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What's so special about Univega?

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What's so special about Univega?

Old 06-09-09, 10:05 AM
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Originally Posted by Gambutrol
IWhat's so special about Univega?
Nothing really special about them at all. They're not bad. But they sure aren't special.
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Old 06-09-09, 10:08 AM
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Originally Posted by Gambutrol
3Rensho, Miyata and a few other Japanese companies made bikes for Specialized in the mid 80s.

So people like Univega for the paint job and because they used good steel for a better price than their competitors? Why isn't there a cult around Miyata as there is Univega? Or maybe there is and I'm just oblivious too it.

Thanks for all the responses so far!
There is definitely a cult of Miyata. Also, from what I understand, they were not rebranded Miyatas but since Miyata (maybe the only company to do this) made it's own tubing in house, they took orders from some other manufactures. Maybe this is a slight difference, but, if true, worth noting.
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Old 06-09-09, 10:13 AM
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Than obviously, you've never seen the Univega Super Special. Super nice tubing and all campy super record.

Yeah. Pretty special. Ride it and see!
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Old 06-09-09, 10:23 AM
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I mean, just further food for thought, they had a real product line with entry and advanced level bikes.
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Old 06-09-09, 10:30 AM
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Originally Posted by banjo_mole
Than obviously, you've never seen the Univega Super Special. Super nice tubing and all campy super record.

Yeah. Pretty special. Ride it and see!
I concur. I was just as happy on my old Univega Super Special as I am on my Pinarello. Both early 80s vintage. Well, maybe a little happier on the Pinarello, but it's difficult to measure.
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Old 06-09-09, 10:32 AM
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They suck. Especially the smaller frame (50cm or so) ones. I'll take any you have off your hands because I'm such a nice guy.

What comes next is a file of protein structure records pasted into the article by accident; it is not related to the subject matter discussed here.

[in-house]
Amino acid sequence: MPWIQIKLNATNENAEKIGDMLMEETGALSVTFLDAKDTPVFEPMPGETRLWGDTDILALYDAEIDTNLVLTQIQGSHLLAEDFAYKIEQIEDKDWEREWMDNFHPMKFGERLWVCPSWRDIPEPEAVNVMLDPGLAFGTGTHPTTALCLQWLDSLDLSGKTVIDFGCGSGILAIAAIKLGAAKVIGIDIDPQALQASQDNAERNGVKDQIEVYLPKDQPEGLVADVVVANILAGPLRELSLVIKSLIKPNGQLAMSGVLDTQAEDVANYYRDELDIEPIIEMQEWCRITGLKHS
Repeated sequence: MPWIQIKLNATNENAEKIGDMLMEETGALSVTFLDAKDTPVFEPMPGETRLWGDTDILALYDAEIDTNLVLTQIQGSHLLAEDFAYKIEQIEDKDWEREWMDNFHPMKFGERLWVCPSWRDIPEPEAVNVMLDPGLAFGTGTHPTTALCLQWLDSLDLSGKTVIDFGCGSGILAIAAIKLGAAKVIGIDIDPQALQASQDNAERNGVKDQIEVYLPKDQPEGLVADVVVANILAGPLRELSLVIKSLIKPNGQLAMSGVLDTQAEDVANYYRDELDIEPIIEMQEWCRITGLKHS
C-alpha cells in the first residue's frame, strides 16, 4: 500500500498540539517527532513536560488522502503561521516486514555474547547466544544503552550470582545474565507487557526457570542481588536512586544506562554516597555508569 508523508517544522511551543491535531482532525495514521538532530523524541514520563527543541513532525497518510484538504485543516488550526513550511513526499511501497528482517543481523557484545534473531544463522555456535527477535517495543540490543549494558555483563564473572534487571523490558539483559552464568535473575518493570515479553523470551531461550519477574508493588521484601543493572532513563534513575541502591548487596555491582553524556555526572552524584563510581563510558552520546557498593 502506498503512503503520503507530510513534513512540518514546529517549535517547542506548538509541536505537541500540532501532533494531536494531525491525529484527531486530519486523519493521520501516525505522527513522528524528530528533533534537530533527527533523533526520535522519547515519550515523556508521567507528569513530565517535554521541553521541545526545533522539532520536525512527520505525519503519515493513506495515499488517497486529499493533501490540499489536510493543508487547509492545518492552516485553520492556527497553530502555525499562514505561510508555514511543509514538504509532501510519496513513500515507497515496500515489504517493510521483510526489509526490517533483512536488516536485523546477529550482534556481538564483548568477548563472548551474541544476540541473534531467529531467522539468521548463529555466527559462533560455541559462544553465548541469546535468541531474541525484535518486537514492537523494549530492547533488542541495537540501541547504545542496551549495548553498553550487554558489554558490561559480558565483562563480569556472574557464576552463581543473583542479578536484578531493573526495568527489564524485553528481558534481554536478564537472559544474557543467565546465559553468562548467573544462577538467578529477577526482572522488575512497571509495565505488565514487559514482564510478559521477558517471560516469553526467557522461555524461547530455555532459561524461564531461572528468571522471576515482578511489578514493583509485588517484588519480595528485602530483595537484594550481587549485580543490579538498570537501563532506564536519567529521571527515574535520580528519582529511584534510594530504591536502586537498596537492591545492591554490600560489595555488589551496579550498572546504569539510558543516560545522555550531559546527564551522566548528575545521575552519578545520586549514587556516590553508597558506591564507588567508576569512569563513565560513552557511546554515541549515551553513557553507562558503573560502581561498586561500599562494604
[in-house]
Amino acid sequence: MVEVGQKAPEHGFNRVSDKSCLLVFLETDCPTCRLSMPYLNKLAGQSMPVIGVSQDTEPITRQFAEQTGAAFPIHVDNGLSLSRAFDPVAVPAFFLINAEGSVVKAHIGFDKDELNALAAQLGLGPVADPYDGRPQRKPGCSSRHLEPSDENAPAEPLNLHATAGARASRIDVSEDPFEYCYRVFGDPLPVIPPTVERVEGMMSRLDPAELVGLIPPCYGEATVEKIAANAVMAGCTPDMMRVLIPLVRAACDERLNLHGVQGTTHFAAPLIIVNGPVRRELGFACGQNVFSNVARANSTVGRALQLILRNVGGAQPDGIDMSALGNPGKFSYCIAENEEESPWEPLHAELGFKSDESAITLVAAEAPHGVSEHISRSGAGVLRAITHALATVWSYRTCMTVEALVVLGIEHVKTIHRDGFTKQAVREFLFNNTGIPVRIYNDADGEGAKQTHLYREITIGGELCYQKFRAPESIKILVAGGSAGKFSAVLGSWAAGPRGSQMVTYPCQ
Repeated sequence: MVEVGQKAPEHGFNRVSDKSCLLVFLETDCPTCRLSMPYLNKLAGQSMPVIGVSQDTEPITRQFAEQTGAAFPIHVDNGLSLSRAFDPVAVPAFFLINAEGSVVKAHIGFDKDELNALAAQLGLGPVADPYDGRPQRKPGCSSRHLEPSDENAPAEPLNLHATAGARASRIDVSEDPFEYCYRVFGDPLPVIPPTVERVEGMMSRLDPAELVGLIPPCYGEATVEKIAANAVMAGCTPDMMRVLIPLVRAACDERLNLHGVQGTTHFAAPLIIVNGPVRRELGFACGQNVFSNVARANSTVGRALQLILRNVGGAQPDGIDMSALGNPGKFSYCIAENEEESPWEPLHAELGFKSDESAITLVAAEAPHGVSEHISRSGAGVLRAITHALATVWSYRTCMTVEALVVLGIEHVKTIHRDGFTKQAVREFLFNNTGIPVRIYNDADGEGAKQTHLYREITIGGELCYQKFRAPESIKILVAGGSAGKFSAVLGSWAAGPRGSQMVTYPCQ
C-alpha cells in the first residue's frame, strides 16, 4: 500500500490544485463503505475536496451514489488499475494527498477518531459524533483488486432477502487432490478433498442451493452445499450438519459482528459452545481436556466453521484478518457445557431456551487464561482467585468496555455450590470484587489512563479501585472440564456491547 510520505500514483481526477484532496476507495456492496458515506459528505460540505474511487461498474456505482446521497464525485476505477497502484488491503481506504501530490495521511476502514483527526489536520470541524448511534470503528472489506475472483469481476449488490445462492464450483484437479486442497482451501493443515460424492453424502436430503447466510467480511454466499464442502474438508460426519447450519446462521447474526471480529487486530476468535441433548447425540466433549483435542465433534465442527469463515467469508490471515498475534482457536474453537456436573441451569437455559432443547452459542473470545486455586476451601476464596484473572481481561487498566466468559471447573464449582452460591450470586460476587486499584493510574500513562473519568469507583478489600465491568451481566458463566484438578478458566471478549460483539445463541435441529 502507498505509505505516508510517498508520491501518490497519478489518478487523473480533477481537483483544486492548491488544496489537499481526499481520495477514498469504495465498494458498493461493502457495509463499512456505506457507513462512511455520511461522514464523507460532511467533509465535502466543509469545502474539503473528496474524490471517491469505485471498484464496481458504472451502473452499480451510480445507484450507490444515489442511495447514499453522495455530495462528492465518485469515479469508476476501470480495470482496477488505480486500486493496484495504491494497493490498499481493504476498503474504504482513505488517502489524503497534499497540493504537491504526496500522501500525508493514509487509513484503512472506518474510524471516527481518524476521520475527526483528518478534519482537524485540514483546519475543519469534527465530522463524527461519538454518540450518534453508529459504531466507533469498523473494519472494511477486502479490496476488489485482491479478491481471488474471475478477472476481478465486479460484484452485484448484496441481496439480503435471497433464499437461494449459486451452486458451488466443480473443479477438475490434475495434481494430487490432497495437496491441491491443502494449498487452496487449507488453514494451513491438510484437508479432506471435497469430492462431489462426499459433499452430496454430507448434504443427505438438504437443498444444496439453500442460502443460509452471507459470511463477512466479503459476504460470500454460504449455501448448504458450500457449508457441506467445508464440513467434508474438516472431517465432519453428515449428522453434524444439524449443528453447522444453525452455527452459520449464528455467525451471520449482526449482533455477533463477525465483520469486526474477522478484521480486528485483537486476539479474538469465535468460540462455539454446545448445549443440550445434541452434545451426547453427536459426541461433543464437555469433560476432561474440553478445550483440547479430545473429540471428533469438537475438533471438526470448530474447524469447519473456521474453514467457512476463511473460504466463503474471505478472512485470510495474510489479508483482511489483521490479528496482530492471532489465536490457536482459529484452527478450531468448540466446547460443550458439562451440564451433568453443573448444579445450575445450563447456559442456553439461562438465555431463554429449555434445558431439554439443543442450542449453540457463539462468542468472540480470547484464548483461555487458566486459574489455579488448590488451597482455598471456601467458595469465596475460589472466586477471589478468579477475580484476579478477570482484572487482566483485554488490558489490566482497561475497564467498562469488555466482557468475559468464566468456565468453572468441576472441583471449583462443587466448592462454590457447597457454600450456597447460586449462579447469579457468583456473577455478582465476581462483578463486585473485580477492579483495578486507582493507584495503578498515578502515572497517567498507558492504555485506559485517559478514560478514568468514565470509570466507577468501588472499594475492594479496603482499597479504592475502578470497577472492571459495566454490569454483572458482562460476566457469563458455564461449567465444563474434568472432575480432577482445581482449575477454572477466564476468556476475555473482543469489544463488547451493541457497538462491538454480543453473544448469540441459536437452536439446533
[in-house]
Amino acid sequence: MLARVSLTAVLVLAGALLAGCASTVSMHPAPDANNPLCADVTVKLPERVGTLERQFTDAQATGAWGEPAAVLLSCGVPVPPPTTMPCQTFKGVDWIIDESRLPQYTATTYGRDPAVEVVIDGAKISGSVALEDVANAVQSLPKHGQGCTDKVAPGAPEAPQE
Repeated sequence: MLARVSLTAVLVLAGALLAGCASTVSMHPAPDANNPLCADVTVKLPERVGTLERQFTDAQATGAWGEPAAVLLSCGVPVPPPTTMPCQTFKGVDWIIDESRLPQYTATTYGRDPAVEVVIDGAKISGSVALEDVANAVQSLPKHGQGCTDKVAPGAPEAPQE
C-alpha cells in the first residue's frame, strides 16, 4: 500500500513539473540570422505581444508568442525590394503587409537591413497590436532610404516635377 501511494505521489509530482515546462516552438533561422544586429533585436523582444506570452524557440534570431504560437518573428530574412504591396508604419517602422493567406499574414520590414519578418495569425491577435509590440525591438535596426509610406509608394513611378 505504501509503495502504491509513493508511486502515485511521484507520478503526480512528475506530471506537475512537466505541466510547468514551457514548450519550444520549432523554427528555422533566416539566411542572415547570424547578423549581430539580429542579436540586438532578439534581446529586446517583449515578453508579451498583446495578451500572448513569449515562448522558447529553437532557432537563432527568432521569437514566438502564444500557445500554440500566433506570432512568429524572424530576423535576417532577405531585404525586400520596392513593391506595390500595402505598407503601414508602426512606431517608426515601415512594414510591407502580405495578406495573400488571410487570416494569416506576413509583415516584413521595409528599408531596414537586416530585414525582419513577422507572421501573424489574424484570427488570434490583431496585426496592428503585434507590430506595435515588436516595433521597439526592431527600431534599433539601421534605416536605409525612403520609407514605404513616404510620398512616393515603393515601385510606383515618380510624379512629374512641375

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Old 05-12-10, 11:35 AM
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I always liked the Modo Volare. Just look at the component list:

TIG-welded Columbus Thron Frame
Campagnolo Daytona Brakes
Campagnolo Daytona front and rear Derailleur
Campagnolo Veloce hubs
ITM Mantis Handlebar Stem
Mavic rims
Sabre Carbon Fiber Straight Blade fork

I purchased mine for $1000 with tax. Find me a bike with these quality components for that price. Many people buy these bikes just to harvest the Campagnolo components.
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Old 02-01-14, 02:53 PM
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AS I am wont to do, I resurrect old threads while searching for info &
opinion. This thread makes me happy. I just scored a mint '84 Univega
Sportour mixte 12 spd. off CL for $60, dbl butted chromo, incredibly
light for a steel bike, very fast & smooth. I feel like a thief, but
I'll get over it.
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Old 02-01-14, 03:36 PM
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nothing ... it's an importers brand name..[ LaWee or something ] some contract filled somewhere ..
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Old 02-01-14, 03:52 PM
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Originally Posted by rawly old
AS I am wont to do, I resurrect old threads while searching for info &
opinion. This thread makes me happy. I just scored a mint '84 Univega
Sportour mixte 12 spd. off CL for $60, dbl butted chromo, incredibly
light for a steel bike, very fast & smooth. I feel like a thief, but
I'll get over it.
My neighbor moved away in 2013 and gave me 2 Univega Mountain bikes. They had been left outside for many years and were restoration projects. I gave one of them to my son's friend, and the other was included as a parts bike in a deal with the sale of another bike. Both of the frames were keepers, but I had too many projects at the time. Strangely, the ladies bike had alloy rims, stainless spokes, and steel rims - front and back. Why?

That is steel HUBS. Sorry
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Old 02-01-14, 04:00 PM